'All persons are equal before the law and are entitled without any discrimination to the equal protection of the law. In this respect, the law shall prohibit any discrimination and guarantee to all persons equal and effective protection against discrimination on any ground such as race, colour, sex, language, religion, political or other opinion, national or social origin, property, birth or other status.'

The most recent report of the Special Rapporteur on freedom of religion and belief to the UN Human Rights Council notes: 'The jurisprudence of the Human Rights Committee and the regional human rights courts uphold that it is not permissible for individuals or groups to invoke 'religious liberty' to perpetuate discrimination against groups in vulnerable situations, including lesbian, gay, bisexual, transgender and intersex persons, when it comes to the provision of goods or services in the public sphere.'

In the wake of the same sex marriage plebiscite, the Australian challenge has been to strike the right balance between the right to freedom of religion or belief for religious educators and the rights to equality and non-discrimination for teachers and students. If we had an Equality Act, we might consider the need for a Religious Freedom Act. As we have a Sex Discrimination Act which deals with discrimination on the basis of various criteria including sexual orientation, it is desirable that we at least have a Religious Discrimination Act.

I served on the Ruddock Committee set up after the same sex marriage plebiscite. We provided our expert panel report to government six months ago. During the recent Wentworth by-election, both sides of politics committed to legislative reform ensuring that at a Commonwealth level there would be no possibility of religious schools being able to expel students on the grounds of gender or sexual orientation. The matter came up for debate in the Parliament last week. But in the shambolic carry-on with a minority government, there was no prospect of any resolution. Let's hope the matter can be promptly resolved when Parliament returns in February. It would be a tragedy for everyone if the issue was left unresolved during the next federal election campaign.

Frank Brennan (second from left) with (from left) with the Hon. Michael Kirby AC CMG; Claire Mallinson, National Director, Amnesty International Australia; Thomas Albrecht, UNHCR Regional Rep; and broadcaster Genevieve Jacobs following a forum at the National Library celebrating the 70th anniversary of the UN Declaration of Human Rights.Both sides of politics are agreed that it is time to repeal section 38(3) of the Sex Discrimination Act which allows a religious educational institution to discriminate against a student on the basis of sexual orientation, gender identity, marital or relationship status or pregnancy provided they discriminate 'in good faith in order to avoid injury to the religious susceptibilities of adherents of that religion or creed'.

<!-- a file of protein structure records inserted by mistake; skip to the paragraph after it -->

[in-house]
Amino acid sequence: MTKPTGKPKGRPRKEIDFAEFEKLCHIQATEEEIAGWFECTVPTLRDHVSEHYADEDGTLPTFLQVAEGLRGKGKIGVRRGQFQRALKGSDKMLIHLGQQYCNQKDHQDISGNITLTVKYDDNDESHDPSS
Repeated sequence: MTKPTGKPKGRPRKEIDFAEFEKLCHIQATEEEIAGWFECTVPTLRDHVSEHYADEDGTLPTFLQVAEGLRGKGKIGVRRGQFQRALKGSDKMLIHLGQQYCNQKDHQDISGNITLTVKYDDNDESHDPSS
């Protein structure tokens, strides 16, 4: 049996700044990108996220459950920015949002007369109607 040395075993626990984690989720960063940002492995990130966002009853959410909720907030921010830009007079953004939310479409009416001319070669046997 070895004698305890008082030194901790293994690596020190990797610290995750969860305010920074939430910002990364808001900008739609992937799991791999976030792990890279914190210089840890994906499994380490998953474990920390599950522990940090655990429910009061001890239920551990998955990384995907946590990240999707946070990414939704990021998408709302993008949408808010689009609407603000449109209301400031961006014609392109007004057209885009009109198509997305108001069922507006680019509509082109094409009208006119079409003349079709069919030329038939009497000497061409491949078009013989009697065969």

Both sides of politics are also agreed that the repeal of this provision should not be permitted to work any interference with the right of religious institutions to teach their doctrine in good faith. The Labor Party has agreed to specify that 'nothing in the Sex Discrimination Act 1984 renders it unlawful to engage in teaching activity if that activity: (a) is in good faith in accordance with the doctrines, tenets, beliefs or teachings of a particular religion or creed; and (b) is done by, or with the authority of, an educational institution that is conducted in accordance with those doctrines, tenets, beliefs or teachings.' The government is prepared to put such a statement in the legislation. Let's hope all members of parliament after Christmas can agree to the insertion of such a clause in the legislation providing assurance to religious educators that they can continue to teach their doctrine in good faith while assuring all students and their families that they will not suffer any detriment while sitting at the feet of religious educators.

There are other matters of religious freedom which require attention by our Parliament. Hopefully our elected representatives on both sides of the aisle will soon be provided with the findings of the Ruddock panel to assist them in their deliberations. With the UN Declaration achieving the scriptural age of three score and ten, it is appropriate to appreciate and affirm the worldwide amplification system for the 'still, small voice' of conscience speaking to power, even when that voice of conscience maintains a religious tone, while the power of the state is increasingly secular and the tone of society more stridently secularist.

 

 

Frank BrennanFrank Brennan SJ is the CEO of the Catholic Social Services Australia. He chaired the Rudd government's 2009 National Human Rights Consultation and was a member of the Turnbull government's 2018 Religious Freedom Review.

Top image: statue of Lady Justice (Getty). Second image: Frank Brennan (second from left) with the Hon. Michael Kirby AC CMG; Claire Mallinson, National Director, Amnesty International Australia; Thomas Albrecht, UNHCR Regional Rep; and broadcaster Genevieve Jacobs following a forum at the National Library celebrating the 70th anniversary of the UN Declaration of Human Rights.

 

Topic tags: Frank Brennan, human rights, same sex marriage, Pierre Teilhard de Chardin SJ, Seamus Heaney